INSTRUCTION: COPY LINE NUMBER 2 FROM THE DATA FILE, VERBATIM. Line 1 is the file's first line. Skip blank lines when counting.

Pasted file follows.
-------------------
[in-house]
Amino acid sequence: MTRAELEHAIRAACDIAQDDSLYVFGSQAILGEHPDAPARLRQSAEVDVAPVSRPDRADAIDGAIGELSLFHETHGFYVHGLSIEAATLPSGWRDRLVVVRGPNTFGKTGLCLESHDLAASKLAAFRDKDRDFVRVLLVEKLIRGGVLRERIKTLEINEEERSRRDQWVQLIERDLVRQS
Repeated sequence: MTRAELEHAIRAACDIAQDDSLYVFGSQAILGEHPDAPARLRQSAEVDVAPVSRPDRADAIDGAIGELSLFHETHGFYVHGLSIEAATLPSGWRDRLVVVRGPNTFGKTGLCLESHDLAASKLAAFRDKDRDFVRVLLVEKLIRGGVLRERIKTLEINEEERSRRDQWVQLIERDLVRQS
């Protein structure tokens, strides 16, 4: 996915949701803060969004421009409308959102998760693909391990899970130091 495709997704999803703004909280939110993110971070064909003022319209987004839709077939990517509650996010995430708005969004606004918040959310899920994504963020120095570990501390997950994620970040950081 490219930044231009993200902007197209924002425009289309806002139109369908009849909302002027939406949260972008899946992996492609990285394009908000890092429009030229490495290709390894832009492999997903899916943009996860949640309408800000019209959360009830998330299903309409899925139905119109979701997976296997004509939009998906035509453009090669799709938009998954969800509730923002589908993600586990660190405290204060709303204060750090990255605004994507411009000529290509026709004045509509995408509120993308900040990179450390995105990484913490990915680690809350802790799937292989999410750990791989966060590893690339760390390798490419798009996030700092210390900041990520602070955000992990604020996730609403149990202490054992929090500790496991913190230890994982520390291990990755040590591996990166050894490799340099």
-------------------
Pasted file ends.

Amino acid sequence: MTRAELEHAIRAACDIAQDDSLYVFGSQAILGEHPDAPARLRQSAEVDVAPVSRPDRADAIDGAIGELSLFHETHGFYVHGLSIEAATLPSGWRDRLVVVRGPNTFGKTGLCLESHDLAASKLAAFRDKDRDFVRVLLVEKLIRGGVLRERIKTLEINEEERSRRDQWVQLIERDLVRQS